PM-Foundations – 10 Capabilities of an Effective Project Manager

When interviewing potential project management candidates there are certain qualities, skills, and experiences you are looking for that are part of the DNA of a successful project manager. These qualities, skills, and experiences define the capabilities of a project manager, and their ability to consistently deliver positive project outcomes. These capabilities represent a point in time “snapshot” of where they currently are in their career. I try to look at the “real” potential of a project manager by assessing the impact additional experience and professional development can have on some of their capability shortfalls. You need to consider the candidate’s current capabilities, potential capabilities, and the perceived desire to achieve their potential when making hiring decisions. In this blog I touch on what I consider to be the key capabilities of an effective project manager.

10 Capabilities of an Effective Project Manager

Below are the top 10 things that I believe that project managers must demonstrate or perform well to consistently drive positive project outcomes. As with most of my lists, these are not necessarily in ranked order.

1. Facilitation – Much of what a project manager does involves facilitation – enabling project teams to collaborate to get work done. Project managers facilitate meetings, decision making, and issue resolution (to name a few). Effective facilitators understand the impartial role of the facilitator, ask good questions to promote meaningful discussions, and leverage facilitation tools to achieve the desire results.

2. Attention to Detail – Project managers must “roll their sleeves up” to understand and manage the details associated with the project. Activities like creating/updating a project schedule, tracking the project budget, and managing project risks & issues require the project manager to be comfortable and efficient working with very detailed information. Part of paying attention to details is identifying the details that are important to the success of the project – too many project managers get “lost in the details”.

3. Credibility – It is almost impossible to effectively lead a project if the project manager has not established credibility with the team and key stakeholders. Establishing credibility involves showing you have the confidence, knowledge, and experience to lead the project team. Credibility is established by “saying the right” things during interactions with the team, and more importantly “doing the right” things to drive project results.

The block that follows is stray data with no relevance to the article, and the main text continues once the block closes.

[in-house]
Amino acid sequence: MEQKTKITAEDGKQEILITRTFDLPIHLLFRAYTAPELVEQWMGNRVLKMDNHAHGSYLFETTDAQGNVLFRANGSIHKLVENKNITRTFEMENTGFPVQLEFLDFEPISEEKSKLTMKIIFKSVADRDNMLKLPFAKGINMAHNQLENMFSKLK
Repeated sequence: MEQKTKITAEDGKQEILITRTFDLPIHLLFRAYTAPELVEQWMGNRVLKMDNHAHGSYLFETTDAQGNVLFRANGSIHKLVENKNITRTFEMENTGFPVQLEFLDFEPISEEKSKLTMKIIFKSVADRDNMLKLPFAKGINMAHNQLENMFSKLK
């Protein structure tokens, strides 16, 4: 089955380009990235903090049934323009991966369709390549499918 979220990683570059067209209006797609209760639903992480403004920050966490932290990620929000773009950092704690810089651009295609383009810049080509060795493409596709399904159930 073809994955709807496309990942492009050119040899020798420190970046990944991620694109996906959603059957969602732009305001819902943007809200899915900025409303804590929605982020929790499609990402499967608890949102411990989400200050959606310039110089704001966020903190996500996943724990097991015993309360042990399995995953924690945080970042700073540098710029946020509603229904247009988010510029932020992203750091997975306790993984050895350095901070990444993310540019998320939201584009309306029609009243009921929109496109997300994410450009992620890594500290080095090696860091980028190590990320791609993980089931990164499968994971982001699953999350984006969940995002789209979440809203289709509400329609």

4. Financial Aptitude – My major in college was accounting, so I am probably a bit biased on this point. In order to create and manage a project budget, as well as manage key project metrics (e.g., earned value, variance analysis), the project manager must have a strong aptitude to perform financial analysis related activities. Based upon my experience, project managers that do not have a strong financial aptitude try to ignore these aspects of the project, with not so successful results.

5. Technical Understanding – Even if you are not working on software development projects, most projects today involve some sort of technology. Project managers must be able to talk to technical resources and at a minimum understand the essence of their message and the implications on the project. I always cringe when I hear a project manager say, “I am not a technical person.” In my opinion this type of statement has a negative impact on the project manager’s credibility with the technical resources on the team.

6. Tools Savvy – Tools are a significant element of managing projects in most project environments, and the project manager needs to demonstrate the ability to use them effectively to manage the project. This includes project scheduling tools (e.g., MS Project) to manage the schedule, spreadsheets (e.g., Excel) to manage the budget and other project metrics, and presentation tools (e.g., PowerPoint) to facilitate project meetings. In addition, collaboration tools (e.g. SharePoint) are rapidly expanding in the project delivery space to provide a platform for easy access to project information/artifacts.